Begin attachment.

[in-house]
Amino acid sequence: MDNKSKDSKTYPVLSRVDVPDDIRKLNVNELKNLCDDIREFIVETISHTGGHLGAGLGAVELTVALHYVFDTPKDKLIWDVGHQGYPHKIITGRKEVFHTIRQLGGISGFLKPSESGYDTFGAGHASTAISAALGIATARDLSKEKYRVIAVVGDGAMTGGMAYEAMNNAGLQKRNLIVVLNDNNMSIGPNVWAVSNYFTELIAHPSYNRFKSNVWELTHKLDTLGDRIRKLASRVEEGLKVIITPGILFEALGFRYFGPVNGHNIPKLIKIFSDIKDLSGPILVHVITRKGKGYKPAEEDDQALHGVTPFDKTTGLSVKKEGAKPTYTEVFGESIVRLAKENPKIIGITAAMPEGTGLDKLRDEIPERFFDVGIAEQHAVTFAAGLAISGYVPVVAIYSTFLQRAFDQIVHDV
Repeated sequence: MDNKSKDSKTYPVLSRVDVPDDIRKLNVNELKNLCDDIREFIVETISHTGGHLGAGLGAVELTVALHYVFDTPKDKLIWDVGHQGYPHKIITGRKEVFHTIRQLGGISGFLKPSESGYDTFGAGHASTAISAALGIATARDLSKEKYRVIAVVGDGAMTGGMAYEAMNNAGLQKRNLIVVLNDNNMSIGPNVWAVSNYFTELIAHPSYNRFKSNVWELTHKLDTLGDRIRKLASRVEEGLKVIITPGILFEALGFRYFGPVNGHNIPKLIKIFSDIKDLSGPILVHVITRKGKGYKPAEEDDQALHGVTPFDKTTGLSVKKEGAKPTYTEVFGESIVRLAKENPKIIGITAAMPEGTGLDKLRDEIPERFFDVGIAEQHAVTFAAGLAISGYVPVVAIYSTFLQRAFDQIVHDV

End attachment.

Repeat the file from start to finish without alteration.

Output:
[in-house]
Amino acid sequence: MDNKSKDSKTYPVLSRVDVPDDIRKLNVNELKNLCDDIREFIVETISHTGGHLGAGLGAVELTVALHYVFDTPKDKLIWDVGHQGYPHKIITGRKEVFHTIRQLGGISGFLKPSESGYDTFGAGHASTAISAALGIATARDLSKEKYRVIAVVGDGAMTGGMAYEAMNNAGLQKRNLIVVLNDNNMSIGPNVWAVSNYFTELIAHPSYNRFKSNVWELTHKLDTLGDRIRKLASRVEEGLKVIITPGILFEALGFRYFGPVNGHNIPKLIKIFSDIKDLSGPILVHVITRKGKGYKPAEEDDQALHGVTPFDKTTGLSVKKEGAKPTYTEVFGESIVRLAKENPKIIGITAAMPEGTGLDKLRDEIPERFFDVGIAEQHAVTFAAGLAISGYVPVVAIYSTFLQRAFDQIVHDV
Repeated sequence: MDNKSKDSKTYPVLSRVDVPDDIRKLNVNELKNLCDDIREFIVETISHTGGHLGAGLGAVELTVALHYVFDTPKDKLIWDVGHQGYPHKIITGRKEVFHTIRQLGGISGFLKPSESGYDTFGAGHASTAISAALGIATARDLSKEKYRVIAVVGDGAMTGGMAYEAMNNAGLQKRNLIVVLNDNNMSIGPNVWAVSNYFTELIAHPSYNRFKSNVWELTHKLDTLGDRIRKLASRVEEGLKVIITPGILFEALGFRYFGPVNGHNIPKLIKIFSDIKDLSGPILVHVITRKGKGYKPAEEDDQALHGVTPFDKTTGLSVKKEGAKPTYTEVFGESIVRLAKENPKIIGITAAMPEGTGLDKLRDEIPERFFDVGIAEQHAVTFAAGLAISGYVPVVAIYSTFLQRAFDQIVHDV